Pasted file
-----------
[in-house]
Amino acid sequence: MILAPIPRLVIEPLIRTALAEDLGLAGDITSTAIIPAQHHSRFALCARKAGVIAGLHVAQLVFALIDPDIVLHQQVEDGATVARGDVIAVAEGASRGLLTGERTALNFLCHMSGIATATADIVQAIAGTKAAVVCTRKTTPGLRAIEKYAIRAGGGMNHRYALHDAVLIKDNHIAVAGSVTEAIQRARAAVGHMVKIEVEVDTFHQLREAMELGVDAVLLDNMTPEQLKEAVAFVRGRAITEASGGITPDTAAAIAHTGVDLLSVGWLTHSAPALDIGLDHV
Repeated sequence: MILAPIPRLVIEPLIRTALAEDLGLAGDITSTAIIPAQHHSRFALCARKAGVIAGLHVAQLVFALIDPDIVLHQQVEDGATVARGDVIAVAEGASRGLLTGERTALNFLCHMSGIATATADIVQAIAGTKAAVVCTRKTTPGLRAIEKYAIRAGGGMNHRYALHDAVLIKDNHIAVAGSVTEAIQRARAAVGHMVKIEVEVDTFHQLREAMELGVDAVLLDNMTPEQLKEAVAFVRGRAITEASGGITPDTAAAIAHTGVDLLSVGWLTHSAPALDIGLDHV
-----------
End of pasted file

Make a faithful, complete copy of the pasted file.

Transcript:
[in-house]
Amino acid sequence: MILAPIPRLVIEPLIRTALAEDLGLAGDITSTAIIPAQHHSRFALCARKAGVIAGLHVAQLVFALIDPDIVLHQQVEDGATVARGDVIAVAEGASRGLLTGERTALNFLCHMSGIATATADIVQAIAGTKAAVVCTRKTTPGLRAIEKYAIRAGGGMNHRYALHDAVLIKDNHIAVAGSVTEAIQRARAAVGHMVKIEVEVDTFHQLREAMELGVDAVLLDNMTPEQLKEAVAFVRGRAITEASGGITPDTAAAIAHTGVDLLSVGWLTHSAPALDIGLDHV
Repeated sequence: MILAPIPRLVIEPLIRTALAEDLGLAGDITSTAIIPAQHHSRFALCARKAGVIAGLHVAQLVFALIDPDIVLHQQVEDGATVARGDVIAVAEGASRGLLTGERTALNFLCHMSGIATATADIVQAIAGTKAAVVCTRKTTPGLRAIEKYAIRAGGGMNHRYALHDAVLIKDNHIAVAGSVTEAIQRARAAVGHMVKIEVEVDTFHQLREAMELGVDAVLLDNMTPEQLKEAVAFVRGRAITEASGGITPDTAAAIAHTGVDLLSVGWLTHSAPALDIGLDHV